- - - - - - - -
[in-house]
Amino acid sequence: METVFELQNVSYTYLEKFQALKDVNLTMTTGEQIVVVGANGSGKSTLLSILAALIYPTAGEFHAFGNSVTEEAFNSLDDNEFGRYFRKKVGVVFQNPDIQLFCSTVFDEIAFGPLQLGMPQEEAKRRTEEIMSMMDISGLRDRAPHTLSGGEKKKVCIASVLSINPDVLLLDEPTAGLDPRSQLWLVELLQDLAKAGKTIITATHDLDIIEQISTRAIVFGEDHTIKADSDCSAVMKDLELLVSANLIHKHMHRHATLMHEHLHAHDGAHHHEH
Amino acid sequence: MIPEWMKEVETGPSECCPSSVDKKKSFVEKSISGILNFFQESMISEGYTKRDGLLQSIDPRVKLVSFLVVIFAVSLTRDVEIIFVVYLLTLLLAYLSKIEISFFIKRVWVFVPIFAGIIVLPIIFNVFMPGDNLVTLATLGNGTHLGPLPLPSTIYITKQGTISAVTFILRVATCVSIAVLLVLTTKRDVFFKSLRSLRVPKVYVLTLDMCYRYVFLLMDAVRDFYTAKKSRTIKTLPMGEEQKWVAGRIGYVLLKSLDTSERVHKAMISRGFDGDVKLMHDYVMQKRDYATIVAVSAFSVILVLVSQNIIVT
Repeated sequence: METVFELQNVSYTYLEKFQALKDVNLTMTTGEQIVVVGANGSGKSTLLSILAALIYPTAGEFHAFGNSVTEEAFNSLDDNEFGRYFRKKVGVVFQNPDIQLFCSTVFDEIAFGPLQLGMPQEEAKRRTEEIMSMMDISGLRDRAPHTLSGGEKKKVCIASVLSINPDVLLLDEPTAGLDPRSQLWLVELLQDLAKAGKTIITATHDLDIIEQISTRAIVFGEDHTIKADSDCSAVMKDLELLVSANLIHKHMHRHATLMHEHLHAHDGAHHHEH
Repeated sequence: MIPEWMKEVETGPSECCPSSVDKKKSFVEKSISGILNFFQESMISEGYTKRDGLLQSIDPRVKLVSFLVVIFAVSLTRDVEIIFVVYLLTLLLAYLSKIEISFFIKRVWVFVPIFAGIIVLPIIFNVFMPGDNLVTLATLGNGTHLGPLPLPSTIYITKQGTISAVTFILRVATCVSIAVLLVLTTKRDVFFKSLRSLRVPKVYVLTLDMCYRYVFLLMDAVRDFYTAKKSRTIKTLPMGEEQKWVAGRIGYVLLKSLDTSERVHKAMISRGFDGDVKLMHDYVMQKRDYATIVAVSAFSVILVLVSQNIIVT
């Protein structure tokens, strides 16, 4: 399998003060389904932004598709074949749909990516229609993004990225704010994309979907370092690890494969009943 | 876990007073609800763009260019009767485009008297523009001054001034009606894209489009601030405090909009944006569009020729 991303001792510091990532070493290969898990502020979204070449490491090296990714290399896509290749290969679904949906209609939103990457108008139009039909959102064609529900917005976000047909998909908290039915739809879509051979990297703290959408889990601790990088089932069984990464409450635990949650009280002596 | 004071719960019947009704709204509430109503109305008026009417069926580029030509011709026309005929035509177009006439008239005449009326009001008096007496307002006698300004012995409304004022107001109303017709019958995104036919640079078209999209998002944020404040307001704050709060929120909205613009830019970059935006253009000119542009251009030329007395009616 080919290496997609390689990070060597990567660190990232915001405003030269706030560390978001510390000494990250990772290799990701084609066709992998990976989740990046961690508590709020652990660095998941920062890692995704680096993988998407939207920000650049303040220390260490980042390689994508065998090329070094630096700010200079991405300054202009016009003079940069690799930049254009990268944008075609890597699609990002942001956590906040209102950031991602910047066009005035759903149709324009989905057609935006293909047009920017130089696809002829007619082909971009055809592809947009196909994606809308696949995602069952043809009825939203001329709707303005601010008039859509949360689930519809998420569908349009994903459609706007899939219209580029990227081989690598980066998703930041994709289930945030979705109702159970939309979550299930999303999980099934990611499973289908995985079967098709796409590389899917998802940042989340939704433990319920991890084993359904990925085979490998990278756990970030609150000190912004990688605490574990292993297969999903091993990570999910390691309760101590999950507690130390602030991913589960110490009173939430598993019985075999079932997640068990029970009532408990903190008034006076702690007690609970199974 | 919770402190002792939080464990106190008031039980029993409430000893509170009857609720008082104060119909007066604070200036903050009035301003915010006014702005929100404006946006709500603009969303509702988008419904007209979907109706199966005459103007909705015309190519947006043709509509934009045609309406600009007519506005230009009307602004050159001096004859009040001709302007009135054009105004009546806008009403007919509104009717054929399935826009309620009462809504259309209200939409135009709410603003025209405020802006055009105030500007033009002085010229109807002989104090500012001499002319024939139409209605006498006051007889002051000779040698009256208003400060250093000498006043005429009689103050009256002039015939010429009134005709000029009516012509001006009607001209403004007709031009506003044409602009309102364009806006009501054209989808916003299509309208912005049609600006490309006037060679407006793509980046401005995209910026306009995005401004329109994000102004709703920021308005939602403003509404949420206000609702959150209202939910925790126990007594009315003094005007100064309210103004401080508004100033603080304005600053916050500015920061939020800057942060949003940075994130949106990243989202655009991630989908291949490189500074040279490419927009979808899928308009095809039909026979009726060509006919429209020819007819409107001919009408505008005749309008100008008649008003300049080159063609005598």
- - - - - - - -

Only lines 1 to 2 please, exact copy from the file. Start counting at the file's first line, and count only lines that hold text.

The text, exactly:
[in-house]
Amino acid sequence: METVFELQNVSYTYLEKFQALKDVNLTMTTGEQIVVVGANGSGKSTLLSILAALIYPTAGEFHAFGNSVTEEAFNSLDDNEFGRYFRKKVGVVFQNPDIQLFCSTVFDEIAFGPLQLGMPQEEAKRRTEEIMSMMDISGLRDRAPHTLSGGEKKKVCIASVLSINPDVLLLDEPTAGLDPRSQLWLVELLQDLAKAGKTIITATHDLDIIEQISTRAIVFGEDHTIKADSDCSAVMKDLELLVSANLIHKHMHRHATLMHEHLHAHDGAHHHEH